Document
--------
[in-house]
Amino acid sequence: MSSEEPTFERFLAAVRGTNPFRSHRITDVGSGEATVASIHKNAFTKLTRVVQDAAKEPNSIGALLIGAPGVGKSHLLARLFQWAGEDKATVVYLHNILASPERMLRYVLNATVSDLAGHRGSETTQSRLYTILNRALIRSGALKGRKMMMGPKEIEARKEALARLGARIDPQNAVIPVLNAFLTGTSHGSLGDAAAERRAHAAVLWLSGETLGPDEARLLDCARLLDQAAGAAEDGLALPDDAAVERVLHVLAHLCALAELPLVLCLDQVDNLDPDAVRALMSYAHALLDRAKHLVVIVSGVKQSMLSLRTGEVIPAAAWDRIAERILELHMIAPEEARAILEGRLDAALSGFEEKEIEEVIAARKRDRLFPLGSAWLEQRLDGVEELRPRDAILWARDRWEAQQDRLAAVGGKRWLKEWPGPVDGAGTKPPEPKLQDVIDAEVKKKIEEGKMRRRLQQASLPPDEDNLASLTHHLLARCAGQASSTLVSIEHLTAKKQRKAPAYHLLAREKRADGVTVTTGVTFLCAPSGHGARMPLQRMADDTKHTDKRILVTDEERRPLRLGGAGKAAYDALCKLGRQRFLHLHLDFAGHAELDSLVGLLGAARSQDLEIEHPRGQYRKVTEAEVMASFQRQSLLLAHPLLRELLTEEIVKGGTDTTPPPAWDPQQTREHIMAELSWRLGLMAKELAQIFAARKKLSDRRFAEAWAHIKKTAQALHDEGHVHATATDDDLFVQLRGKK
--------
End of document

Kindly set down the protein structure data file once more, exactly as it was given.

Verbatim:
[in-house]
Amino acid sequence: MSSEEPTFERFLAAVRGTNPFRSHRITDVGSGEATVASIHKNAFTKLTRVVQDAAKEPNSIGALLIGAPGVGKSHLLARLFQWAGEDKATVVYLHNILASPERMLRYVLNATVSDLAGHRGSETTQSRLYTILNRALIRSGALKGRKMMMGPKEIEARKEALARLGARIDPQNAVIPVLNAFLTGTSHGSLGDAAAERRAHAAVLWLSGETLGPDEARLLDCARLLDQAAGAAEDGLALPDDAAVERVLHVLAHLCALAELPLVLCLDQVDNLDPDAVRALMSYAHALLDRAKHLVVIVSGVKQSMLSLRTGEVIPAAAWDRIAERILELHMIAPEEARAILEGRLDAALSGFEEKEIEEVIAARKRDRLFPLGSAWLEQRLDGVEELRPRDAILWARDRWEAQQDRLAAVGGKRWLKEWPGPVDGAGTKPPEPKLQDVIDAEVKKKIEEGKMRRRLQQASLPPDEDNLASLTHHLLARCAGQASSTLVSIEHLTAKKQRKAPAYHLLAREKRADGVTVTTGVTFLCAPSGHGARMPLQRMADDTKHTDKRILVTDEERRPLRLGGAGKAAYDALCKLGRQRFLHLHLDFAGHAELDSLVGLLGAARSQDLEIEHPRGQYRKVTEAEVMASFQRQSLLLAHPLLRELLTEEIVKGGTDTTPPPAWDPQQTREHIMAELSWRLGLMAKELAQIFAARKKLSDRRFAEAWAHIKKTAQALHDEGHVHATATDDDLFVQLRGKK